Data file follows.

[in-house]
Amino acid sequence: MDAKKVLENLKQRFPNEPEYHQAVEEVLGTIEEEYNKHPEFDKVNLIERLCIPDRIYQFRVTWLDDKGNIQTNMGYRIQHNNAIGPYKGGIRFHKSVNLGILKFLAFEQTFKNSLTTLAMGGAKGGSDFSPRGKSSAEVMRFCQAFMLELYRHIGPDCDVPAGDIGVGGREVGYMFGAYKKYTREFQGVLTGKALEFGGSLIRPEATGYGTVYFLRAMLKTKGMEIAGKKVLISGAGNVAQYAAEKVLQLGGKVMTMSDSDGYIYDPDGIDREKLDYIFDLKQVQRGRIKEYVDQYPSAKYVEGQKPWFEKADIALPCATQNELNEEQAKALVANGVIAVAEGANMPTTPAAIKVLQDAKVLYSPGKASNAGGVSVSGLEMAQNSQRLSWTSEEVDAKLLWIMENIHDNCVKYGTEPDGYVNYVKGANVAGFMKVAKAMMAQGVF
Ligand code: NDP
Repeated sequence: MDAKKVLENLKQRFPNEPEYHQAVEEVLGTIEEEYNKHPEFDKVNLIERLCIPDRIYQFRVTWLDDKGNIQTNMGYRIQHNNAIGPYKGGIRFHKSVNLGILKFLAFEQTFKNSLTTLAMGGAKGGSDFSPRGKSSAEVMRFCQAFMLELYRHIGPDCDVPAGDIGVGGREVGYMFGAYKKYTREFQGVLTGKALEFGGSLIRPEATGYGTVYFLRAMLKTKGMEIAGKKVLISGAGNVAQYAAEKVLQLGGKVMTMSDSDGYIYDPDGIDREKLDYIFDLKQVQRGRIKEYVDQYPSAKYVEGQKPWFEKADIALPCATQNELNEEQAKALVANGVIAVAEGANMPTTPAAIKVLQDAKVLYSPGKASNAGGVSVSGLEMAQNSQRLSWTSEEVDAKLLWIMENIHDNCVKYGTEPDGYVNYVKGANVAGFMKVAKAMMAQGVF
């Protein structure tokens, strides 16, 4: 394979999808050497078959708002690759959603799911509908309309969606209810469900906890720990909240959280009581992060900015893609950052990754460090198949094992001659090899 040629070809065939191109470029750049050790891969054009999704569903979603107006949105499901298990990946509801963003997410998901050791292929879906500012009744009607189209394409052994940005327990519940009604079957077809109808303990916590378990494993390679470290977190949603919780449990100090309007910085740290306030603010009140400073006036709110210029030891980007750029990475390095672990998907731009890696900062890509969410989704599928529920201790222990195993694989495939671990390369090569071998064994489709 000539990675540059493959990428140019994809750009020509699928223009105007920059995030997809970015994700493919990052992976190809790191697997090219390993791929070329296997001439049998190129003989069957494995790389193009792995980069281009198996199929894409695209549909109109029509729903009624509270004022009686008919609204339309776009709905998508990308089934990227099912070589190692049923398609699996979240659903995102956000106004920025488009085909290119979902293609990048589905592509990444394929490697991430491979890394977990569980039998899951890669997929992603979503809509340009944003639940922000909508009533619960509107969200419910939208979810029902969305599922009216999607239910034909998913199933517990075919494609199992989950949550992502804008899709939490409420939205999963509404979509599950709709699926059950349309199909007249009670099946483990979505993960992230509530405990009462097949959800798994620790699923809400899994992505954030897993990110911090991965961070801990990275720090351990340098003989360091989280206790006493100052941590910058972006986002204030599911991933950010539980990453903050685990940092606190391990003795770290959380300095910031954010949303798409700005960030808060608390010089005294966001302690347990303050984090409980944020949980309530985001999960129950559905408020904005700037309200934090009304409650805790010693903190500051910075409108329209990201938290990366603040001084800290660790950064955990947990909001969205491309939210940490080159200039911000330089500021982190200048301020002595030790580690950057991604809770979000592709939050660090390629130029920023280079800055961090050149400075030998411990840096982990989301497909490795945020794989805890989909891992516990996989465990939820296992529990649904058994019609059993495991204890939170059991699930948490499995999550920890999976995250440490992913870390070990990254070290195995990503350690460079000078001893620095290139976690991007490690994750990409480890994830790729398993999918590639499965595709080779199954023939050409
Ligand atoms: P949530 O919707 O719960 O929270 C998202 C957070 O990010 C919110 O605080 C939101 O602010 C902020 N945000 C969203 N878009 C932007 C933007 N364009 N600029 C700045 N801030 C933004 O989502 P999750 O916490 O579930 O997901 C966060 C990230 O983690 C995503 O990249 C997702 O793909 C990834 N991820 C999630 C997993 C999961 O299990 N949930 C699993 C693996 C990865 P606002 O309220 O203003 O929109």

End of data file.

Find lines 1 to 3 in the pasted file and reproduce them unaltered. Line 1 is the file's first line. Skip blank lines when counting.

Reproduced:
[in-house]
Amino acid sequence: MDAKKVLENLKQRFPNEPEYHQAVEEVLGTIEEEYNKHPEFDKVNLIERLCIPDRIYQFRVTWLDDKGNIQTNMGYRIQHNNAIGPYKGGIRFHKSVNLGILKFLAFEQTFKNSLTTLAMGGAKGGSDFSPRGKSSAEVMRFCQAFMLELYRHIGPDCDVPAGDIGVGGREVGYMFGAYKKYTREFQGVLTGKALEFGGSLIRPEATGYGTVYFLRAMLKTKGMEIAGKKVLISGAGNVAQYAAEKVLQLGGKVMTMSDSDGYIYDPDGIDREKLDYIFDLKQVQRGRIKEYVDQYPSAKYVEGQKPWFEKADIALPCATQNELNEEQAKALVANGVIAVAEGANMPTTPAAIKVLQDAKVLYSPGKASNAGGVSVSGLEMAQNSQRLSWTSEEVDAKLLWIMENIHDNCVKYGTEPDGYVNYVKGANVAGFMKVAKAMMAQGVF
Ligand code: NDP